Screening of designer steroids by NMR/Pattern Recognition
The overall aim of the proposed project is to apply NMR spectroscopy and pattern recognition (PR) methods as innovative method for anti-doping screening and the elucidation of the overall biochemical effects of different doping methods.
This project will test the hypothesis that there are quantifiable variations in the urinary excretion of low molecular weight metabolites, induced by physiological response to doping, and that these changes could be related to different doping methods. By this means doping could be monitored without searching a specific compound but evidenced as a whole, in a fingerprinting approach, through NMR spectra of biofluids and subsequent multivariate analysis. As a first approach, this project will focus the detection of the use of designer steroids, by examining athlete’s positive samples for synthetic steroids like stanozolol.
The project includes the use of the large sample databank of Doping Control Laboratory of Athens, the generation of NMR spectral database and the consecutive analysis as well as the discovery of novel relevant biomarkers. The specific objectives are to apply biofluid NMR spectroscopy and Pattern Recognition in order to build multivariate biochemical models based on the use of prohibited formulations by athletes and to create databases of NMR spectra of characterised biofluids in selected human states. The derived models will be further applied to classify unknown samples according to primary and secondary metabolite variations induced by doping. Data will be analysed using a variety of standard methods to investigate multivariate analysis mapping of endogenous biochemical profiles. The new NMR-based metabonomic approaches will be compared with conventional methods, based on clinical chemistry and mass spectrometry and their relative usefulness in the field of anti-doping control will be evaluated.
To our knowledge the multiparametric approach proposed in this project has not been done before in humans. Such studies could lead to new strategies to complement antidoping control based on the Metabonomic approach maximizing the reliability of screening practices in use.
Metabonomics is well established as a powerful method for the evaluation of the metabolic profile of an organism, proffering a holistic view of an organism’s response to different exogenous factors. The aim of the project was to examine whether the NMR based metabonomics approach could be used as complementary tool to the existing methods on the basis of a non-targeted profiling analysis that is able to capture the metabolic signature of athletes who have utilized exogenous steroids. The applicability of the method was tested in a cohort of 263 human urine samples of both men and women athletes targeted to doping controls. Among them, 59 had been reported as positive to the official doping controls for the application of exogenous anabolic steroids.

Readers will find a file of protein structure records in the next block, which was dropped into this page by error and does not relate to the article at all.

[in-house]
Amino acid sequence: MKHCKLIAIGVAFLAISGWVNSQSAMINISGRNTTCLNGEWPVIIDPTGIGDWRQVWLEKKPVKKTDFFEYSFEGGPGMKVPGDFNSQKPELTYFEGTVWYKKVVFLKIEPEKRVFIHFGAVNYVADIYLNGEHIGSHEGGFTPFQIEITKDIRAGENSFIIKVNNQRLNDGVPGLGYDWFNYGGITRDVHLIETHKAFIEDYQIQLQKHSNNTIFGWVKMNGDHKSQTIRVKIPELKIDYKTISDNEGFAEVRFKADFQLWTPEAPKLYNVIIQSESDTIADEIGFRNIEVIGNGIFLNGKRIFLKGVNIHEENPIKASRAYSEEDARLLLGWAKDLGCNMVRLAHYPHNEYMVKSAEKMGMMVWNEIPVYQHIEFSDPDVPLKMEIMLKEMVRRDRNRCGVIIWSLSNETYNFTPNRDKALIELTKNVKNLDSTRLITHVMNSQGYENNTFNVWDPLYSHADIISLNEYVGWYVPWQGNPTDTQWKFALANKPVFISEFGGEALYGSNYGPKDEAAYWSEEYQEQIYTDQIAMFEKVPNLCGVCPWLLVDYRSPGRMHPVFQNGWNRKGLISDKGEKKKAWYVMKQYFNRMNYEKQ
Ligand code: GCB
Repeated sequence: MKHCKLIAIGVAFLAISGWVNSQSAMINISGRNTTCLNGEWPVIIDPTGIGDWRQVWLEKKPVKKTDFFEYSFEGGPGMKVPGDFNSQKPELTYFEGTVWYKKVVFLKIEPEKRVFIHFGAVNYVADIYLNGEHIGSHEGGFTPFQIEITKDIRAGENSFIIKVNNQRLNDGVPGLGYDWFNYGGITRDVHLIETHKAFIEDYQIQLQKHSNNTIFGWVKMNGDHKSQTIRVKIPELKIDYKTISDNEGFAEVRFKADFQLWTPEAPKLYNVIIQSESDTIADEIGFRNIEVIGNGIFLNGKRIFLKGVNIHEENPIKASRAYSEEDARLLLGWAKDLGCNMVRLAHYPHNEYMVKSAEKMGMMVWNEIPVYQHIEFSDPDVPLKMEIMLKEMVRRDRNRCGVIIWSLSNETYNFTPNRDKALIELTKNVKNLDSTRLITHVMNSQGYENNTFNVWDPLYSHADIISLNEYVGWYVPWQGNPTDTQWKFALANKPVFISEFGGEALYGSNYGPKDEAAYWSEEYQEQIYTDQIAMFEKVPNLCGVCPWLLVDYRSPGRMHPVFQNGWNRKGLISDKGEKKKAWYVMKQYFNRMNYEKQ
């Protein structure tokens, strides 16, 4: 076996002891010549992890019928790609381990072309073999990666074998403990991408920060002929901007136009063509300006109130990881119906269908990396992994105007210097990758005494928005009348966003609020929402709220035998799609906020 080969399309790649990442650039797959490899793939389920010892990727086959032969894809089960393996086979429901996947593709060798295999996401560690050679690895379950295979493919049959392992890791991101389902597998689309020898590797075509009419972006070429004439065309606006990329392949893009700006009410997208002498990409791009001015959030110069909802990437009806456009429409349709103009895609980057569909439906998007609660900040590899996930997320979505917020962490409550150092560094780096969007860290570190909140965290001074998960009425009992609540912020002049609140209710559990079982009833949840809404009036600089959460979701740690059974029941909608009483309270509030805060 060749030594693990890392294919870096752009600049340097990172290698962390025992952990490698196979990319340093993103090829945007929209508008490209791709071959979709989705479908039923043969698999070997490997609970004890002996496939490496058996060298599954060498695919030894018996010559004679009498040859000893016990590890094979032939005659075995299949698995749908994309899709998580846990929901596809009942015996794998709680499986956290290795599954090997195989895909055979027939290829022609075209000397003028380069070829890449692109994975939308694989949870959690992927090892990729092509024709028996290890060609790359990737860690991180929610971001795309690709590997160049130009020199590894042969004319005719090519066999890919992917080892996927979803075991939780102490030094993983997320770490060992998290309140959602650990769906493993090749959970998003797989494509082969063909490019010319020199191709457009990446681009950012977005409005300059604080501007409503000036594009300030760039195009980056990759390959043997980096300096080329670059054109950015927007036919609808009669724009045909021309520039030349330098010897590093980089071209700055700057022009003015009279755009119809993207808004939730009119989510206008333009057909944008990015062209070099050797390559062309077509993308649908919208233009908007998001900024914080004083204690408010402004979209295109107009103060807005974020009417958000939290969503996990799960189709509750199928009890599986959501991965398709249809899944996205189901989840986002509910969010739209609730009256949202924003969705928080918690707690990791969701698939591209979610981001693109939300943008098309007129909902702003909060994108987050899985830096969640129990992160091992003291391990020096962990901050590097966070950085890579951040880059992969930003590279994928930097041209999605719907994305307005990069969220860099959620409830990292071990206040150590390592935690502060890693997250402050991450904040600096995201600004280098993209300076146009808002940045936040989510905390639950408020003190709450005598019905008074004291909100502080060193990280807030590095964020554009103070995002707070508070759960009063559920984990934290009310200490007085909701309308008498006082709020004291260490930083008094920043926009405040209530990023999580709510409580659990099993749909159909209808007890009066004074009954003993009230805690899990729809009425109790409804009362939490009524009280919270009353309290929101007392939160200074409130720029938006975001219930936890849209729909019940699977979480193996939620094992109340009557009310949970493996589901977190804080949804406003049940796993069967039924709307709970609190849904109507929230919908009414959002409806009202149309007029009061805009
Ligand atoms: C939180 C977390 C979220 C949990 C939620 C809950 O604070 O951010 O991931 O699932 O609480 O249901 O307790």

The study included the NMR measurements of all samples and the chemometric analysis of the resulted spectroscopic data set. The latter consisted of complex 1H NMR spectra containing hundreds of signals from both endogenous and exogenous metabolites and was analyzed by multivariate statistical tools in two ways:
i) using data reduction of the original matrix to a lower dimension, followed by Principal Components Analysis (PCA), Partial Least Square–Discriminant Analysis (PLS-DA) and Orthogonal PLS-DA (OPLS-DA) and ii) using a pre-processed full spectroscopic matrix with peak alignment followed by PCA and interval based Extended Canonical Variate Analysis (iECVA). The method i) resulted in models with partial grouping betweenn the originally classified groups, while method ii) provided a clearer classification that highlighted significant differences of metabolites, such as creatine, creatinine, hippurate, and
acetate among the groups of athletes. It is worth noticing that the samples derived from positive athletes displayed a significant higher variance comparing to the “negative” ones in all developed statistical models. This depicts one limitation of the present study, which arises from the low homogeneity of the sample pool and the lack of sufficient metadata that could be added to the statistical models development.
It is concluded that the NMR based metabonomics approach could be used as an ultra fast and cost effective predictive tool in anti-doping control that could highlight those samples originated from doped athletes among a larger cohort of samples on the basis of their metabolic fingerprint. In order to be fully applicable, the samples collection should be accompanied with extended metadata information that could be utilized in the multivariate statistical analysis.